Now go with me for a minute here… This kind of information would also be of interest to other groups and countries right? Do we have any telemetry from Talos or elsewhere that the systems infected were in fact in DPRK sites? Do we have email addresses within the phish? I have not seen this information in any of the samples yet so I cannot say for sure that they were the target. If Talos has more maybe they should ya know, tell us all? I for one would be interested to see more on the targeting here because to me, this is all kinda sketch unless you can prove they were the ones opening the stuff.

Say Talos, did you get into that C2 infrastructure and pull some data down on systems compromised?

Come on, you can tell uncle Krypt3ia!

SAMPLES:

Ask for them and we will work out a transfer method

LINKS:

http://blog.talosintelligence.com/2017/05/konni-malware-under-radar-for-years.htmlhttp://www.threatcrowd.org/domain.php?domain=phpschboy.prohosts.orghttp://www.threatcrowd.org/domain.php?domain=jams481.site.bzhttps://www.google.com/search?client=ubuntu&channel=fs&q=7640894b9a61e533646067bc542f04f2&ie=utf-8&oe=utf-8https://www.reverse.it/sample/c405fa8f6f5cd50c9bf4d76dad57f6c939bfb0fe95683f239764844dbb13bb91?environmentId=1https://www.hybrid-analysis.com/sample/c405fa8f6f5cd50c9bf4d76dad57f6c939bfb0fe95683f239764844dbb13bb91?environmentId=1&lang=idhttp://www.threatcrowd.org/domain.php?domain=dowhelsitjs.netau.nethttps://www.threatminer.org/sample.php?q=ed759d5a9edb3bba5f48f243df47be29e3fe8cd7https://cdn.securelist.com/files/2014/11/darkhotelappendixindicators_kl.pdfhttp://www.threatcrowd.org/domain.php?domain=pactchfilepacks.net23.nethttps://www.hybrid-analysis.com/sample/94113c9968db13e3412c1b9c1c882592481c559c0613dbccfed2fcfc80e77dc5?environmentId=4&lang=zhhttps://www.hybrid-analysis.com/sample/69a9d7aa0cb964c091ca128735b6e60fa7ce028a2ba41d99023dd57c06600fe0?environmentId=100https://malwr.com/analysis/NWJiY2EwOGE3MjUwNDg1ZjhlZmY0MjdlMzc2MDQzYzc/https://www.virustotal.com/en/url/4b273842b1731390c837c10d9b59e76eb974ac8eeff961c186c64ef3309430f0/analysis/1494269840/https://www.virustotal.com/en/domain/a.yesadsrv.com/information/http://www.threatcrowd.org/ip.php?ip=31.170.160.129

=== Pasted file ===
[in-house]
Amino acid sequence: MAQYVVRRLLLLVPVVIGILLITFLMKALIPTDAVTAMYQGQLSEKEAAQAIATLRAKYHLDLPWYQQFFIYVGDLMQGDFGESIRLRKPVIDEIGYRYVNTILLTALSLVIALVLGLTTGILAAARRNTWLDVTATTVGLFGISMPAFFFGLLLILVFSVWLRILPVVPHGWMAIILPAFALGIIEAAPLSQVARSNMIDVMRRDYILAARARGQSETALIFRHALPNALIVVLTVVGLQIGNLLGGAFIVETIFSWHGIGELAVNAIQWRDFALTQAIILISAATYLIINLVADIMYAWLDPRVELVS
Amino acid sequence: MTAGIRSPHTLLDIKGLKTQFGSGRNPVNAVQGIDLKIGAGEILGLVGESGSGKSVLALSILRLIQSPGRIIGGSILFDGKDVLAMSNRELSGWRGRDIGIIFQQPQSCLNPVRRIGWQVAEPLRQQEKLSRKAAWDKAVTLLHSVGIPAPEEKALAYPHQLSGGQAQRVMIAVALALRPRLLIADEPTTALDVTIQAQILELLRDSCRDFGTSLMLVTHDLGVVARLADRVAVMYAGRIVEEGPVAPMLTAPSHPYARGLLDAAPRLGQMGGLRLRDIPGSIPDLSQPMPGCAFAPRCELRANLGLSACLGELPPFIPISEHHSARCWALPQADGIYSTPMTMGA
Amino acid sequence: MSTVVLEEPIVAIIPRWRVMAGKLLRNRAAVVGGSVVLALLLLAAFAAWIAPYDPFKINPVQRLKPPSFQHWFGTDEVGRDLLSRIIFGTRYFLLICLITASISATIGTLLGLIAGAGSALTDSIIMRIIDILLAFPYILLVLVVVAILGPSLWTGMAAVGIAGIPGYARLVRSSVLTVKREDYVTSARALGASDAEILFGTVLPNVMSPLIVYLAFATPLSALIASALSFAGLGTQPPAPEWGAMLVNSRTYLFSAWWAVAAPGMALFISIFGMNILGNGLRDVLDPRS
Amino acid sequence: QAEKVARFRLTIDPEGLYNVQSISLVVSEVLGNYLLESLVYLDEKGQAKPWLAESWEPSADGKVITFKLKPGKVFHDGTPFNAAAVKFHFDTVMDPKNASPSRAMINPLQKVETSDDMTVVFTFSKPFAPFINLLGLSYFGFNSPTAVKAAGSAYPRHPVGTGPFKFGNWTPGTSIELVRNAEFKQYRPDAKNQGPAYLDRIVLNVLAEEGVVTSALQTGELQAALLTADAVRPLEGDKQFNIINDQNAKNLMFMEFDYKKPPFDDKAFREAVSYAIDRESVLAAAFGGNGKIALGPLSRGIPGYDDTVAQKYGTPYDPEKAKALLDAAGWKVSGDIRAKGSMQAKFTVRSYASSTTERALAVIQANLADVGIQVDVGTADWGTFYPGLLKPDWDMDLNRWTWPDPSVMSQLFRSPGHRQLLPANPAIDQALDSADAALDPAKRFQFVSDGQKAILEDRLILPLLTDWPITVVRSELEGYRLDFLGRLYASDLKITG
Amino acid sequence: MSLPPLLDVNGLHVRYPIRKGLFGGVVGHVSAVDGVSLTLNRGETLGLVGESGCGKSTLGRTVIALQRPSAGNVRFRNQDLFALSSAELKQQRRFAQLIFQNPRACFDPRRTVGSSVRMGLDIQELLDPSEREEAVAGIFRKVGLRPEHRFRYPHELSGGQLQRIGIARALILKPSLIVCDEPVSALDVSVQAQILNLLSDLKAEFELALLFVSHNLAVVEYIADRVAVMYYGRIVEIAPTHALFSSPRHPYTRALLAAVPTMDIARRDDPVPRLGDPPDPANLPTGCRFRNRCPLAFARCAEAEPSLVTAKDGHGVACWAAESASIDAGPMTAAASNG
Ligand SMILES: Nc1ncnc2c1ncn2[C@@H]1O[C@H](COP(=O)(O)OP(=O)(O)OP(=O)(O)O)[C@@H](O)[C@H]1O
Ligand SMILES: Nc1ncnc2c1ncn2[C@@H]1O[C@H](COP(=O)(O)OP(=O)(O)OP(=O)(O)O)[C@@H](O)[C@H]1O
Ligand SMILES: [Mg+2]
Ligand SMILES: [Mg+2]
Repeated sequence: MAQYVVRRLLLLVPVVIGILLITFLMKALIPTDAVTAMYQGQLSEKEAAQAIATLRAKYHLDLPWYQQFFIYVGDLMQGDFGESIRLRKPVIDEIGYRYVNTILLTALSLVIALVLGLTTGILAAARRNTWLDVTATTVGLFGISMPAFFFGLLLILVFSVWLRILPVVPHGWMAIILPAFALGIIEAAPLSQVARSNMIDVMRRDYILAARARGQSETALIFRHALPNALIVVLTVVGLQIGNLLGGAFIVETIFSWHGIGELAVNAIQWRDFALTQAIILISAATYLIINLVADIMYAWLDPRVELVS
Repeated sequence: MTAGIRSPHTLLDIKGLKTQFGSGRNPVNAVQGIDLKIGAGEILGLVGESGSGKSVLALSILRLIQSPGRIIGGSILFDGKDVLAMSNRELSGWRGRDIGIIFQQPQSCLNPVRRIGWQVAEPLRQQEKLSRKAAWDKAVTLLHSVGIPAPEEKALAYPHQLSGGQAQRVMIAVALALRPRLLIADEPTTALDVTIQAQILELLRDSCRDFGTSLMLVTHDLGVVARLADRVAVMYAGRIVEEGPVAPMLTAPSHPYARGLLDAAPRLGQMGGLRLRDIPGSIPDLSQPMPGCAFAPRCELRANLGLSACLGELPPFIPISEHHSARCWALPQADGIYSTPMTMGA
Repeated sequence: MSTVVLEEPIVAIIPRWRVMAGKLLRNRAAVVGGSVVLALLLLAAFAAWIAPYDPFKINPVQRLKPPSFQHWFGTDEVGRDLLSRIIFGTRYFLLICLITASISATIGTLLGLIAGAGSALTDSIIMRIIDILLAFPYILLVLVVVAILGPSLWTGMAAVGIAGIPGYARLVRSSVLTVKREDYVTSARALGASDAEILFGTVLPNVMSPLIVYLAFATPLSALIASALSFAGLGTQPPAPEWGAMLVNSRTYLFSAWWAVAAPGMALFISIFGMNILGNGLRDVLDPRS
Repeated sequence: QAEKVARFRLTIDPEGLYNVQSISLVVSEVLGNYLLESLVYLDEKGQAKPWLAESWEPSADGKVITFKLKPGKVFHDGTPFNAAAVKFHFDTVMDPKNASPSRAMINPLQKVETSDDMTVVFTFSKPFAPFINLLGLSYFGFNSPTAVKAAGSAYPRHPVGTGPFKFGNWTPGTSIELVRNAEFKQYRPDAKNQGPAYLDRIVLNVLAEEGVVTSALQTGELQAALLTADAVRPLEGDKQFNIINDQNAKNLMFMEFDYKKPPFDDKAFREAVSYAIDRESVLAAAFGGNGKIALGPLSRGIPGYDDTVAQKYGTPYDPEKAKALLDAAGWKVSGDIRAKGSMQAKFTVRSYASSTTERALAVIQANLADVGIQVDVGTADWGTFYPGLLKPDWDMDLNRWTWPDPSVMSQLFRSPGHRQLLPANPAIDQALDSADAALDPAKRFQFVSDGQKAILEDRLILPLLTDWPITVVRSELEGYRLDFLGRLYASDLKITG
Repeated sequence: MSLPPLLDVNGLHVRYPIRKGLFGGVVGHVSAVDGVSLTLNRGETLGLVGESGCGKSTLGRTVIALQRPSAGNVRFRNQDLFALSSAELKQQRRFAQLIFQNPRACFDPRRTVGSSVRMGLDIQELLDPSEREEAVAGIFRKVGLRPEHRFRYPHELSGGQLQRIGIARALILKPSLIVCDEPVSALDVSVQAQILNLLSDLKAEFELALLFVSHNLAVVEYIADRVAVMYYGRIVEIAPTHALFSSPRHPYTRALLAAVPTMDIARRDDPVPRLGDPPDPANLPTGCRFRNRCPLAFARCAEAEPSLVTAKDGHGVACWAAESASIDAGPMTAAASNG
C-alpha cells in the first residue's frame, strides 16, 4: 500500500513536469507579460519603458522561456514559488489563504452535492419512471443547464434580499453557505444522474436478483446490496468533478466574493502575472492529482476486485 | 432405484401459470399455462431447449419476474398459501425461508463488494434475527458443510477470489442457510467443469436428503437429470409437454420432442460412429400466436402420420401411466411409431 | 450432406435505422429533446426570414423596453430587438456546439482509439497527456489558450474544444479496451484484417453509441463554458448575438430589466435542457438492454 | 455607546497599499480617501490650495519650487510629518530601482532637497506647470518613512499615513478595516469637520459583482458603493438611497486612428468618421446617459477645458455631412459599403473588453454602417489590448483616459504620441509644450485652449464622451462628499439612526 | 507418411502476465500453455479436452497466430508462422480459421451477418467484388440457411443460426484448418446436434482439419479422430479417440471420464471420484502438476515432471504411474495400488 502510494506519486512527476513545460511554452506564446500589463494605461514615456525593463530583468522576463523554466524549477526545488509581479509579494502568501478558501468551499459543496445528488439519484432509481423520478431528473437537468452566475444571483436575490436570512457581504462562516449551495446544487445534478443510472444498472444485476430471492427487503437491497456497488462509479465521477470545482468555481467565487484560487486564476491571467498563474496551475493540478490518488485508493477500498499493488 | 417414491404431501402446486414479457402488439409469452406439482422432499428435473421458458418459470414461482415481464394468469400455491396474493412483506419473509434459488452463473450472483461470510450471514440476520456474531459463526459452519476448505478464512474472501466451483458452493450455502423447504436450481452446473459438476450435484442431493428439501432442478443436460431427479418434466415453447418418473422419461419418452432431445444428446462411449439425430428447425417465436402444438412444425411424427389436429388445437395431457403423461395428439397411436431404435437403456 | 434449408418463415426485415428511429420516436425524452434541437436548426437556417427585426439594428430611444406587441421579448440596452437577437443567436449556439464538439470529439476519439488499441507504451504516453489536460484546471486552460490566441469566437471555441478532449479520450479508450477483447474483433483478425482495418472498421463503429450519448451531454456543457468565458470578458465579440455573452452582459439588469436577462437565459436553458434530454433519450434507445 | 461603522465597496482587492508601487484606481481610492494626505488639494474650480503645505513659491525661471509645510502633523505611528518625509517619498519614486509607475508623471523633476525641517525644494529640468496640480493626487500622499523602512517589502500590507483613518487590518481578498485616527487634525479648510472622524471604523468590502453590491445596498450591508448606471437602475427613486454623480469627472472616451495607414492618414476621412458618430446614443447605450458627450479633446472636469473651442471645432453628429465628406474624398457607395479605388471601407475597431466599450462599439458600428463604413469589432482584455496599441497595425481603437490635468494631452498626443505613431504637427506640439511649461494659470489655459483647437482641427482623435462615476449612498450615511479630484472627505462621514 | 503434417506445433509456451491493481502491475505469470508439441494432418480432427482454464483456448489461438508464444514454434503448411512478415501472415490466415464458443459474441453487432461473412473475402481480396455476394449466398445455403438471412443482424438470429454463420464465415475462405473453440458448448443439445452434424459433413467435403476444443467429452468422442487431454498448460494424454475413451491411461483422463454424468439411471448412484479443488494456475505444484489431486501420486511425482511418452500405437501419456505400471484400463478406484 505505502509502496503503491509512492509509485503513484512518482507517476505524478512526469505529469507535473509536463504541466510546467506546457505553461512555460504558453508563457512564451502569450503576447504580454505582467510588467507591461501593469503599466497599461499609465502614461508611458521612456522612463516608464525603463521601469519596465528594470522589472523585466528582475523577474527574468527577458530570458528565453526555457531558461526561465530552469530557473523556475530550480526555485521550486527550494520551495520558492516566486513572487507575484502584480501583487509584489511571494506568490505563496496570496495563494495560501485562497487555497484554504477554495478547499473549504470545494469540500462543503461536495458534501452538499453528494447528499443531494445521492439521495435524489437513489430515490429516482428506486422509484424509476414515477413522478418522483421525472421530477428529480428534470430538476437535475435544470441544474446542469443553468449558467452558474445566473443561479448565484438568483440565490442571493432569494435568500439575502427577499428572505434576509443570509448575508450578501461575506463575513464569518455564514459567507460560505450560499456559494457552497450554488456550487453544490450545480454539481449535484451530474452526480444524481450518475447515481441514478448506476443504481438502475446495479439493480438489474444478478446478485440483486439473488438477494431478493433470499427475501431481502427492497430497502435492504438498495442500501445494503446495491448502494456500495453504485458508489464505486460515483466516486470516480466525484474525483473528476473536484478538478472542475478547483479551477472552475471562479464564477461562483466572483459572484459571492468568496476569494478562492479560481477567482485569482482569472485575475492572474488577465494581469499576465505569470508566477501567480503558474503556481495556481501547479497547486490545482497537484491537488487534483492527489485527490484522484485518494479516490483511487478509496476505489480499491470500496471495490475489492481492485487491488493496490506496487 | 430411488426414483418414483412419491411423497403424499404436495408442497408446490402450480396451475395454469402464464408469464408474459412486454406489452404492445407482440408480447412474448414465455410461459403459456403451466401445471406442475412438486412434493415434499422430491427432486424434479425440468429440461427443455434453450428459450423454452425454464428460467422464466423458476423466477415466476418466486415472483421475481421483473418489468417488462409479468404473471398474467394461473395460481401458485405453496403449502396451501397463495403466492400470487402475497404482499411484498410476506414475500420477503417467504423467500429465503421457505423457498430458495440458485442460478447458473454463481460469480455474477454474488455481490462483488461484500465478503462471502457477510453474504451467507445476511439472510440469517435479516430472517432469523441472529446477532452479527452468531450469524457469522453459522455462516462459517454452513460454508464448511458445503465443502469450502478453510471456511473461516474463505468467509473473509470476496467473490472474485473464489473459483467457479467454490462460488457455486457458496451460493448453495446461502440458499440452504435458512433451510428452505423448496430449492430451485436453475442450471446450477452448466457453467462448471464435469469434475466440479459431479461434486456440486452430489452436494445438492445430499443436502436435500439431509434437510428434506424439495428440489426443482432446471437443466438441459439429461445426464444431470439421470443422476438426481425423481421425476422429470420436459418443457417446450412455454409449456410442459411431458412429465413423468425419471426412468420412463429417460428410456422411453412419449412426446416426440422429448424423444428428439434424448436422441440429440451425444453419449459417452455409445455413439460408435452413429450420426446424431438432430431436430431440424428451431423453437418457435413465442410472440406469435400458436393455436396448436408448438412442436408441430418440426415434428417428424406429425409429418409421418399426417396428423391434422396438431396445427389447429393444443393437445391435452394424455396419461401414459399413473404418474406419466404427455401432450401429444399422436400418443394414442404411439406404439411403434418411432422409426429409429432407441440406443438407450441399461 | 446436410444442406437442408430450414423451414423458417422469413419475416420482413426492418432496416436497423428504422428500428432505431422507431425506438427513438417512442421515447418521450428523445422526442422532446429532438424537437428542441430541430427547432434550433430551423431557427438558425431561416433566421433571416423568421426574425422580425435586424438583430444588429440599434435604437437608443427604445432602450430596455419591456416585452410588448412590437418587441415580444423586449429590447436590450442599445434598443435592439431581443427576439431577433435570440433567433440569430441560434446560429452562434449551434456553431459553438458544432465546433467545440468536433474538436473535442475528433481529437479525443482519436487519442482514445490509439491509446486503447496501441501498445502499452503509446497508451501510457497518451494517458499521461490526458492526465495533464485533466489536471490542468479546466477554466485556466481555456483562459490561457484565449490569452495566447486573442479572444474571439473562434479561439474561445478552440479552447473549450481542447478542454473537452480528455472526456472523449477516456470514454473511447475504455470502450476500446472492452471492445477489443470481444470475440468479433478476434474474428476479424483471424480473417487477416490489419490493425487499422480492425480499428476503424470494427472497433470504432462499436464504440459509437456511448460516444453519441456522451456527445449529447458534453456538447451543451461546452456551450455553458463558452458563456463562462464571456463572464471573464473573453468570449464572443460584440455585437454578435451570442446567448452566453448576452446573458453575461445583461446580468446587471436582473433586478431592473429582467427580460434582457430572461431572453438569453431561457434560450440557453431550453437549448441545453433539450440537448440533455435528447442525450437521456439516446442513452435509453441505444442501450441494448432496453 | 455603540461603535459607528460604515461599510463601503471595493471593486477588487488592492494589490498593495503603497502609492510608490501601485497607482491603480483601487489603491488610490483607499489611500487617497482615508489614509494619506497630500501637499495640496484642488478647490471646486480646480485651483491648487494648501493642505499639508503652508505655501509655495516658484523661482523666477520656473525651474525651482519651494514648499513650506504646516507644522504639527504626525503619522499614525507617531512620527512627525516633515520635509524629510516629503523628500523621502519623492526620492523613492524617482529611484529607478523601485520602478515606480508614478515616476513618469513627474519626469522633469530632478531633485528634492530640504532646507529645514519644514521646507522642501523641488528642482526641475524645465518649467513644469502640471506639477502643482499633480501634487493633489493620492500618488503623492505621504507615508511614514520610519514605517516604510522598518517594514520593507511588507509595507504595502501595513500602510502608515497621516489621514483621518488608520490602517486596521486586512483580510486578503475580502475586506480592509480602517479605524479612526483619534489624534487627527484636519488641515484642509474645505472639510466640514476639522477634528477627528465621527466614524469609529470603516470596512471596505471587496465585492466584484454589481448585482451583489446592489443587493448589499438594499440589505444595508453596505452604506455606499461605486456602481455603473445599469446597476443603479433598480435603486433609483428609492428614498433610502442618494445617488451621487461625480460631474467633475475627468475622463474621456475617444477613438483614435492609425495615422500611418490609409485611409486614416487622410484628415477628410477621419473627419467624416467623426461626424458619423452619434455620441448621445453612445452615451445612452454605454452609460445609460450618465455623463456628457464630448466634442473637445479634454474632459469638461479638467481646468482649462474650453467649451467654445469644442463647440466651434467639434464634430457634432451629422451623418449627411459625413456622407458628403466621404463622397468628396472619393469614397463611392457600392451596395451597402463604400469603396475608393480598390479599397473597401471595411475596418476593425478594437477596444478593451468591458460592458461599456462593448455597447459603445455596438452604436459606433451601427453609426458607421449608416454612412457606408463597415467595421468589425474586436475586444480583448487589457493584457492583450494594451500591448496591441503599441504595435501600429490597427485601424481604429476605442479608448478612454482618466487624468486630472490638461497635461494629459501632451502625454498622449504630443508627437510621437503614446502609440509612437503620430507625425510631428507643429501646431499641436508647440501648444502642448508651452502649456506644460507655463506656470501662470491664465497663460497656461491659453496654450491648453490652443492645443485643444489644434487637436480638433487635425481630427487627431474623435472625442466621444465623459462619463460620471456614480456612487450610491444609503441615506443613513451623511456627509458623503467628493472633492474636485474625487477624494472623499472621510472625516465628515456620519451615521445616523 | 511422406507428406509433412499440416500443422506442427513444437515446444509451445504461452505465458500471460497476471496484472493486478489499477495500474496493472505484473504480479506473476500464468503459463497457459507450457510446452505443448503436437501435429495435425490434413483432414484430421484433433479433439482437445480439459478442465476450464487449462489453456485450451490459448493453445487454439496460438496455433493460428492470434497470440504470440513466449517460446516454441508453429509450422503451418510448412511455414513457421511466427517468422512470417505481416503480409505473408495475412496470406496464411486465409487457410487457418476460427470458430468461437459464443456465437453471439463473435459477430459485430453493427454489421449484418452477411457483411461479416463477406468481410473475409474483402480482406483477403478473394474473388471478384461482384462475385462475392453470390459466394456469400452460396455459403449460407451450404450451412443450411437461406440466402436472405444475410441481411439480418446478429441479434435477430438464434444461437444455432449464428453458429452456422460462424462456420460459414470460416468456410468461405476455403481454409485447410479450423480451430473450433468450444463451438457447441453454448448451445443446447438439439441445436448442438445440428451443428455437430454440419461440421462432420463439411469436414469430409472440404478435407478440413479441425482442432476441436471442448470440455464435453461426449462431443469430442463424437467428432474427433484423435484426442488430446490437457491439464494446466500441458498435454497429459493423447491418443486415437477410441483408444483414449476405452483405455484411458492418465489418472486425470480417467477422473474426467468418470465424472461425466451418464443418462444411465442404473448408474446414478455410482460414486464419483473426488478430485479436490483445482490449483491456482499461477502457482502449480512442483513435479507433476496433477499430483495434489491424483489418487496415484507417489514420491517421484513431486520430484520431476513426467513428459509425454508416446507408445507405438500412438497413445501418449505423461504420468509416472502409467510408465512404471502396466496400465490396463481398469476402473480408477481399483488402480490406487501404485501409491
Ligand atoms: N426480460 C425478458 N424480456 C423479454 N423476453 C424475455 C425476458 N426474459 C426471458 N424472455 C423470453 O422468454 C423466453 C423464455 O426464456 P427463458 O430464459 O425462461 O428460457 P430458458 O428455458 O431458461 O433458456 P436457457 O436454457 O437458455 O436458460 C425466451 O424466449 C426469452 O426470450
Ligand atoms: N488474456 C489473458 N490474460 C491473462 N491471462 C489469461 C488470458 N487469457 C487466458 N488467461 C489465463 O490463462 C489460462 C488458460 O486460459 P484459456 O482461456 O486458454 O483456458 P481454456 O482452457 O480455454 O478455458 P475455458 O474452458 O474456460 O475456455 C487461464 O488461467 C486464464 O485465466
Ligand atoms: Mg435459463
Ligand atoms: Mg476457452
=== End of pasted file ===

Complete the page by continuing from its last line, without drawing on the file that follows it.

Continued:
Written by Krypt3ia

2017/05/08 at 20:16

Posted in .gov, .mil, APT, DPRK, Malware, Phishing